Accentual counterpoint and metrical narrative in the music of Brahms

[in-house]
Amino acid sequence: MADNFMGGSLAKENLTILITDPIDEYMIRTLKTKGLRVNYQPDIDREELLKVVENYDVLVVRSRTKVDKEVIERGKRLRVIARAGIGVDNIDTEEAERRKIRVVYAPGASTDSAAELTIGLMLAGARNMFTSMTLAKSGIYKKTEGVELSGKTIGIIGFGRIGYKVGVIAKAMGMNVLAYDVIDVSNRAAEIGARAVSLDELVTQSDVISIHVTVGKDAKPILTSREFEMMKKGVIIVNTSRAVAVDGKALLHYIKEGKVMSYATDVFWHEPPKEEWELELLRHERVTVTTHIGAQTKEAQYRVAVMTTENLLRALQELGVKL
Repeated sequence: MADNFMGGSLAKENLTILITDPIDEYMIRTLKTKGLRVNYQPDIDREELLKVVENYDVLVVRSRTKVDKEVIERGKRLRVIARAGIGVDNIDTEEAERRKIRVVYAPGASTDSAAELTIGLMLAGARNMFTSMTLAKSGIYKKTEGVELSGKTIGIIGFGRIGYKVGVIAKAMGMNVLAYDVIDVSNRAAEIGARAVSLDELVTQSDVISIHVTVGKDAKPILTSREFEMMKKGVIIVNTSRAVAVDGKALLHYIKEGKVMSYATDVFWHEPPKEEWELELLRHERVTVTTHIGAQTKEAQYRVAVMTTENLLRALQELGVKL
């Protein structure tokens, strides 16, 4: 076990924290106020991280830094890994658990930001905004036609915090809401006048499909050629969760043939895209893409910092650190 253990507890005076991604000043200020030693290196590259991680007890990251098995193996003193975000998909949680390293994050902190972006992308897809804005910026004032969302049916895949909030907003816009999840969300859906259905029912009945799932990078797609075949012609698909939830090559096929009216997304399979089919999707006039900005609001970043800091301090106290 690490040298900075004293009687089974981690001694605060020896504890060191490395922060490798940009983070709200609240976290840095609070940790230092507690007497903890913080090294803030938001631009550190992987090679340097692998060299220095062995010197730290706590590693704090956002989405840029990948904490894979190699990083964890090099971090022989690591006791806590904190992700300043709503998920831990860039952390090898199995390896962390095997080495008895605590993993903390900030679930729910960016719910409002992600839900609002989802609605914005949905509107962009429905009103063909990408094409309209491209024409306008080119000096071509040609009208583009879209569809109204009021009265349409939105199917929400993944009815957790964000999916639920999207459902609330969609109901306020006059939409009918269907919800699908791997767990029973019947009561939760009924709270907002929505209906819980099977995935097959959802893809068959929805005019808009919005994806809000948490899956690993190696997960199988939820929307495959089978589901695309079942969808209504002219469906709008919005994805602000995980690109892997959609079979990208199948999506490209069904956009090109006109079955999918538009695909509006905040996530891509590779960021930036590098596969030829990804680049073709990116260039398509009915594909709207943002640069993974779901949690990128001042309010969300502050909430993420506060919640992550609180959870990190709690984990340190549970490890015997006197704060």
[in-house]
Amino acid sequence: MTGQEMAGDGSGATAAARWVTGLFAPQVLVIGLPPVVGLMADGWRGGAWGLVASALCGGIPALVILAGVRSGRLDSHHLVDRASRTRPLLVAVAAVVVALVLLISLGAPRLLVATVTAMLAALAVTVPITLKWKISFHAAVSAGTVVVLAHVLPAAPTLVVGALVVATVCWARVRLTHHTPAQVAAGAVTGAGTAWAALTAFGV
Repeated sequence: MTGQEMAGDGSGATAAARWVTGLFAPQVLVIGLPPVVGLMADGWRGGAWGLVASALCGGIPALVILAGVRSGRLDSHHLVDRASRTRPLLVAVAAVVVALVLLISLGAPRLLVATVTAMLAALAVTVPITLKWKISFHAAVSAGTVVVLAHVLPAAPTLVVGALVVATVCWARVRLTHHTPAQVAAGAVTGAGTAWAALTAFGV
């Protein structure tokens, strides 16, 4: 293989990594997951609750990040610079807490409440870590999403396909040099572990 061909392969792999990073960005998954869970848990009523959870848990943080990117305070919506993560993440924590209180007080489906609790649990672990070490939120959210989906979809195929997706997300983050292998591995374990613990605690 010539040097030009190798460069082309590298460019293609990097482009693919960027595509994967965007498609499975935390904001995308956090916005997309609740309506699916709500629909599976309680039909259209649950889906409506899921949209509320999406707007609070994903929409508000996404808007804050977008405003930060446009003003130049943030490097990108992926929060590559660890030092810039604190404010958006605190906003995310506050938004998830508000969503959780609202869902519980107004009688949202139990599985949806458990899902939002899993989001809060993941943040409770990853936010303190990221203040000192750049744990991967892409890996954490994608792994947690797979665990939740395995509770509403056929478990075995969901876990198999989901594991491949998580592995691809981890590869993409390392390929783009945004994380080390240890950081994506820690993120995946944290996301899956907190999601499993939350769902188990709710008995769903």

This thesis introduces a web of concepts to analyse Brahmsian metre and move toward a more nuanced understanding of metrical expression and narrative in his music. Recent analytical studies of metre in common-practice Western classical music have utilised a powerful analogy of consonance and dissonance between tonal and metrical dimensions. More theoretical studies, particularly of Brahms’s music, have investigated how metrical states can be systematised, both abstractly and by Brahms, to create a sense of tonicity. This thesis synthesises and extends these approaches. Metrical dissonance is suggested to offer only an insufficient purchase on Brahms’s metrical style, and the concept of accentual counterpoint is suggested as an alternative that gives fuller power to the explication of Brahms’s metrical complexity, but without reducing that complexity. The complexity of metrical states that Brahms employs, in turn, is explored. Brahms’s path to the composition of extraordinary metrical complexity in his Op. 78 violin sonata shows both his increasing systematisation of metrical states and his increasing ability to separate and manipulate metrical accent-types, the latter supporting the concept of accentual counterpoint. That metre has expressive power invites the concept of metrical narrative. An attempt is made to unite a recent theory of musical narrative with metrical analysis, inviting readings of different narrative archetypes within Brahms’s metrical trajectories, with a focus on non-romantic narratives as a complement to traditional readings of unity. The pitch-metre analogy, and particularly the typicality of tonicity in metrical organisation, is problematised by those works by Brahms that begin and end in different notated metres. These instances, apparent manifestations of directional metre, are analysed, principally using the theories of hypermetre, metrical dissonance, metrical states and accentual counterpoint, with the hypothetical concepts of organisation (directional metre, metrical narrative and metrical tonicity) as interactive heuristics. Moving from organisation back to expression, the thesis closes by exploring a problem within current theories of form and phrase structure: the difference between musical expansion and extension. It highlights a metrical manifestation of this created as an effect of accentual counterpoint, dubbed metrical expansiveness, and examines the interaction of this effect with form and narrative.